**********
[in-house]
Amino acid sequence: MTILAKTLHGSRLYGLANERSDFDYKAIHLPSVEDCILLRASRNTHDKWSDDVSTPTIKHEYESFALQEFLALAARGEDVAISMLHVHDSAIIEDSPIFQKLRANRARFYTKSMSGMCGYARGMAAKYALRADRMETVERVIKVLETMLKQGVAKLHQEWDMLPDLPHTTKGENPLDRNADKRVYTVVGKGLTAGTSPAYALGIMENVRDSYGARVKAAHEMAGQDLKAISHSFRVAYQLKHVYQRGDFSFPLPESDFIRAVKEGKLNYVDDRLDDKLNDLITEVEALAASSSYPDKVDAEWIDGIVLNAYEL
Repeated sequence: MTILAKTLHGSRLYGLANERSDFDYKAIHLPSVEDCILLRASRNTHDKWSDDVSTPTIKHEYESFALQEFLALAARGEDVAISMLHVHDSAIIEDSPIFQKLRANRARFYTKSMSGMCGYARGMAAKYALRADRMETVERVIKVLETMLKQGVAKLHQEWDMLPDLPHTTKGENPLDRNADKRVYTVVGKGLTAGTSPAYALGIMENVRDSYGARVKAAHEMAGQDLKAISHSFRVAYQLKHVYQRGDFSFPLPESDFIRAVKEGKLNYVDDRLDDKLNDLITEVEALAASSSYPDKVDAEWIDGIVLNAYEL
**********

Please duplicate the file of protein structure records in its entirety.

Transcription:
[in-house]
Amino acid sequence: MTILAKTLHGSRLYGLANERSDFDYKAIHLPSVEDCILLRASRNTHDKWSDDVSTPTIKHEYESFALQEFLALAARGEDVAISMLHVHDSAIIEDSPIFQKLRANRARFYTKSMSGMCGYARGMAAKYALRADRMETVERVIKVLETMLKQGVAKLHQEWDMLPDLPHTTKGENPLDRNADKRVYTVVGKGLTAGTSPAYALGIMENVRDSYGARVKAAHEMAGQDLKAISHSFRVAYQLKHVYQRGDFSFPLPESDFIRAVKEGKLNYVDDRLDDKLNDLITEVEALAASSSYPDKVDAEWIDGIVLNAYEL
Repeated sequence: MTILAKTLHGSRLYGLANERSDFDYKAIHLPSVEDCILLRASRNTHDKWSDDVSTPTIKHEYESFALQEFLALAARGEDVAISMLHVHDSAIIEDSPIFQKLRANRARFYTKSMSGMCGYARGMAAKYALRADRMETVERVIKVLETMLKQGVAKLHQEWDMLPDLPHTTKGENPLDRNADKRVYTVVGKGLTAGTSPAYALGIMENVRDSYGARVKAAHEMAGQDLKAISHSFRVAYQLKHVYQRGDFSFPLPESDFIRAVKEGKLNYVDDRLDDKLNDLITEVEALAASSSYPDKVDAEWIDGIVLNAYEL